Q1. What potential difficulties and consequences might India face as it seeks to curtail the import of solar panels while striving to meet its ambitious solar energy goals by 2030?

The Approved Models and Manufacturers of Solar Photovoltaic Modules (Requirement for Compulsory Registration) Order, 2019, requires module makers to submit to an inspection of their manufacturing facilities by the National Institute of Solar Energy. Being on the list as an ‘approved’ manufacturing facility certifies a company as legitimately manufacturing solar panels within its premises and not importing modules.

Challenges to Indian Manufacturers:

  1. Limited Domestic Capacity: India’s domestic industry may struggle to meet the demand for solar panels, as its current manufacturing capacity falls short of the required quantity. This could result in delays in project implementation and hinder progress towards meeting renewable energy targets.
  2. Increased Costs: Restricting imports could lead to higher costs for solar power projects, as domestically manufactured panels may be more expensive than imported ones. This could impact the affordability of solar energy, potentially slowing down adoption rates and hindering the transition to renewable energy.
  3. Quality Assurance: While promoting domestic manufacturing is important, ensuring that domestically produced panels meet stringent quality standards is crucial. Without proper quality control measures, there may be concerns regarding the reliability and efficiency of domestically manufactured panels, which could undermine confidence in solar energy solutions.
  4. Competitive Disadvantage: Domestic manufacturers may face challenges in competing with cheaper imported panels, particularly from countries like China, which dominate the global market. This could result in a loss of market share for Indian manufacturers and negatively impact the growth of the domestic solar industry.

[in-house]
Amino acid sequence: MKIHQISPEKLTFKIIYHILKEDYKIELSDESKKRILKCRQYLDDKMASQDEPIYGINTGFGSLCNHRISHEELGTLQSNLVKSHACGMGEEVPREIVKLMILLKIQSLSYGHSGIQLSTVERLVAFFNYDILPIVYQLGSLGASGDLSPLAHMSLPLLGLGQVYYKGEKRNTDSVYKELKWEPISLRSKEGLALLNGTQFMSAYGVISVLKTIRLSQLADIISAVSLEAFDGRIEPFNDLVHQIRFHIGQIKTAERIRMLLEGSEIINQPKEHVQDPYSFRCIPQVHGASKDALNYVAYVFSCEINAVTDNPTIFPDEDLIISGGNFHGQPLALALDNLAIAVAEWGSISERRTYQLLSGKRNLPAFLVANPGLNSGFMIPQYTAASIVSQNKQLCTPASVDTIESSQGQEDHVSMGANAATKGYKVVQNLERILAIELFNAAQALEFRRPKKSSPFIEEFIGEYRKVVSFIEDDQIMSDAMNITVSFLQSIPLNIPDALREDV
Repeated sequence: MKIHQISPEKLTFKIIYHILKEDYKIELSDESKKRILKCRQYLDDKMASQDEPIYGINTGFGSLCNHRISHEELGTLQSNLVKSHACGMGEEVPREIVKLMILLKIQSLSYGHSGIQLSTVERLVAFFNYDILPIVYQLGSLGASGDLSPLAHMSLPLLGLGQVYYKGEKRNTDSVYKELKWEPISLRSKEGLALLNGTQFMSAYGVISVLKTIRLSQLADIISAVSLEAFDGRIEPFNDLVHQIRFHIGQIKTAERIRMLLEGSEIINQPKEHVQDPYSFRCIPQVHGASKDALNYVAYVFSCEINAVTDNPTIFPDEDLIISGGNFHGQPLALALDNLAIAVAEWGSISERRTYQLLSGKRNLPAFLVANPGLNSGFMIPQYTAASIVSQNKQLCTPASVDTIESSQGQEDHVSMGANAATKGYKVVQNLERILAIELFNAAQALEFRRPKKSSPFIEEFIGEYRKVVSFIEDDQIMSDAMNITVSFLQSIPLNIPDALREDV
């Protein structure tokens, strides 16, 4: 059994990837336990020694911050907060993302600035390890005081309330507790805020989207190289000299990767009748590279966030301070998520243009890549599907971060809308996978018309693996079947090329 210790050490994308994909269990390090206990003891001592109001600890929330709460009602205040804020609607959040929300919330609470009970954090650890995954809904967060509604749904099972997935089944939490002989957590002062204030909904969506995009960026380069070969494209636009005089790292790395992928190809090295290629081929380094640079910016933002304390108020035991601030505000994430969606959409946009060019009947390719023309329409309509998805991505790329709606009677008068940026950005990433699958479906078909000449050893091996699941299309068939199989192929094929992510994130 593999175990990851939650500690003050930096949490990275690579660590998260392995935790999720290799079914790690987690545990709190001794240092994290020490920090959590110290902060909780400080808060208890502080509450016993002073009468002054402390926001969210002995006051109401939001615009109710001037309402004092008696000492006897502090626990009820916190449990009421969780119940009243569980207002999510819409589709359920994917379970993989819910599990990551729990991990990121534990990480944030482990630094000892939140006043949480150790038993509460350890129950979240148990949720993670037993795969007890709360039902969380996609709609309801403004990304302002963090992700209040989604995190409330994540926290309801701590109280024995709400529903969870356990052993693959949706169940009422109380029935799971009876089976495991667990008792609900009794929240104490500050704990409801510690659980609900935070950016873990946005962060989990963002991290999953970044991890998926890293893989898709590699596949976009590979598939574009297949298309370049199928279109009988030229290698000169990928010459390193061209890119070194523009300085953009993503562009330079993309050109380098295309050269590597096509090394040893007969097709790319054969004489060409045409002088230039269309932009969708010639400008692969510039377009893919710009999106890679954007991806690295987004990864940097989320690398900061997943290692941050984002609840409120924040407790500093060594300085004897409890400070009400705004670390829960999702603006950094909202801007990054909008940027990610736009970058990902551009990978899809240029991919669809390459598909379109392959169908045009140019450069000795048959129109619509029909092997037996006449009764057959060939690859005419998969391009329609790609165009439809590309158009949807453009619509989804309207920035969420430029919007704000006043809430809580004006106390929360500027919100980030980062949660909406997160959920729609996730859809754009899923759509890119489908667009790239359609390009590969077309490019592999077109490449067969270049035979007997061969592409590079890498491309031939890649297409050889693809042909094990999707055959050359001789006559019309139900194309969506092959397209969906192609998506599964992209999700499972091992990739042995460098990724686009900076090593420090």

5. Supply Chain Disruptions: Dependence on domestic manufacturing may leave India vulnerable to supply chain disruptions, such as shortages of raw materials or manufacturing components. This could further impede the scaling up of solar energy capacity and hinder progress towards renewable energy goals.

The benefits of the Approved List of Models and Manufacturers (ALMM) for Solar Photovoltaic Modules:

  1. Cost Reduction for Manufacturers: The reforms in ALMM, such as the reduction in application and inspection fees, help in reducing the financial burden on solar PV manufacturers. This makes it more affordable for manufacturers to participate in the enlistment process and promotes domestic production.
  2. Time Efficiency: By streamlining the application process and allowing for provisional enlistment within a short timeframe, ALMM reforms reduce the time between application to enlistment. This enables manufacturers to start production and supply of solar modules more quickly, contributing to meeting the demand for solar energy in a timely manner.
  3. Compliance Burden Reduction: Exempting factory inspection for additional models similar to those already enlisted reduces the compliance burden on manufacturers. This simplifies the enlistment process and encourages manufacturers to introduce new models or variations, fostering innovation and diversity in the market.
  4. Ease of Doing Business: The introduction of digital application processes and the reduction of paperwork streamline the ALMM process, making it easier for manufacturers to comply with requirements. This enhances the overall ease of doing business in the solar PV industry, attracting more players and promoting competition and growth.
  5. Promotion of Domestic Production: ALMM plays a crucial role in promoting domestic production of solar photovoltaic modules. By providing incentives and facilitating easier access to the market for domestic manufacturers, ALMM reforms encourage the growth of the domestic solar industry, contributing to self-reliance and energy security.
  6. Alignment with Renewable Energy Goals: The reforms in ALMM support India’s renewable energy goals, including the target of achieving 500 GW of non-fossil fuel-based energy capacity by 2030. By facilitating the ramping up of domestic production, ALMM contributes to meeting the increasing demand for solar energy and advancing towards sustainable energy development.

Conclusion: While promoting domestic production aligns with India’s goal of achieving energy security and reducing dependence on imports, addressing these challenges effectively is essential to ensure a smooth transition towards meeting ambitious solar energy goals by 2030.

Source The Hindu

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